I recently read this to this article in The Guardian titled, “Facebook admits it poses mental health risk.” Apparently, studies have found that spending time on Facebook “passively consuming information” can leave people “feeling worse.” There are three reasons I believe this is true.

To begin, Facebook and other media sites give people a false sense of connection s most of you know, I consider social connection and social support to be one of the three essential ingredients of mental health. People go on Facebook to connect with their friends and family. But is this really connecting? When two people are together gace-to-face, a chemical interaction between their brains makes them feel close and bonded. But, for this chemical interaction to occur, the people must be having a live, personal communication.

You are not going to get the same experience if you are sitting at your computer all day and Facebooking friends and acquaintances. This is why the article in the Guardian says mobile phones and social media have redefined modern relationships, making people “alone together.”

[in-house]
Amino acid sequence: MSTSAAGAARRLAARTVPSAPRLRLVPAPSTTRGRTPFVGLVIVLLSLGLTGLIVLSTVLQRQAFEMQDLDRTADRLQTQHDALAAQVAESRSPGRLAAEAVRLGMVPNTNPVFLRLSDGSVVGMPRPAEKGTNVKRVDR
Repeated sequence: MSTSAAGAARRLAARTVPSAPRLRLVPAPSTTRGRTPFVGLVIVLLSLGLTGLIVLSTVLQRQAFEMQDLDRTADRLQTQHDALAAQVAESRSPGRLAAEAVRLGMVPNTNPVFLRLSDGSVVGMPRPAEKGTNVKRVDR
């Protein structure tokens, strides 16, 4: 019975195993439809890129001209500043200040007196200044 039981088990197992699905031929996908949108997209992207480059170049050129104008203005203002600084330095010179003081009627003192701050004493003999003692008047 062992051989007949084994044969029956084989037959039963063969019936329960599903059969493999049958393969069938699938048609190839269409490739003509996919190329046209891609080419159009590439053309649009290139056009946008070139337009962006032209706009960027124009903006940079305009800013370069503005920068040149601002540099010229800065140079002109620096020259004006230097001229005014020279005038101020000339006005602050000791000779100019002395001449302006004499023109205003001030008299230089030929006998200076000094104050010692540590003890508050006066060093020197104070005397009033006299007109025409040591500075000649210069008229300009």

Second, reading about other people’s lives online can lead to “negative social comparison,” the tendency to compare yourself to others and find yourself lacking. When you go on Facebook to see how your friends are doing what you see is only the positive aspects of their lives. They may be talking about their recent trip to the Caribbean or their child’s being accepted to a prestigious university. You may think to yourself, “Their lives are perfect and I feel like crap. So, comparing your else to others is a trap, and to the extent that being Facebook make it tempting to do so, it is bad for your mental health

Finally, when you are sitting in front of a computer for extended periods of time, it is bad for your physical health. Some have called excessive sitting “the new smoking.” The body was designed to move. This is why study after study shows that exercise is one of the best treatments for depression.

Of course, Facebook is not all bad. It’s a way for people to find old friends and it has recently been used to organize social movements such as the West Virginia’s teacher’s strike and the young people’s March on Washington. The key is, like everything else, to use it in moderation. So if you suffer from depression or anxiety and spend time on Facebook, make sure that you balance it out, but taking a break to move your body, and spending time with those you love.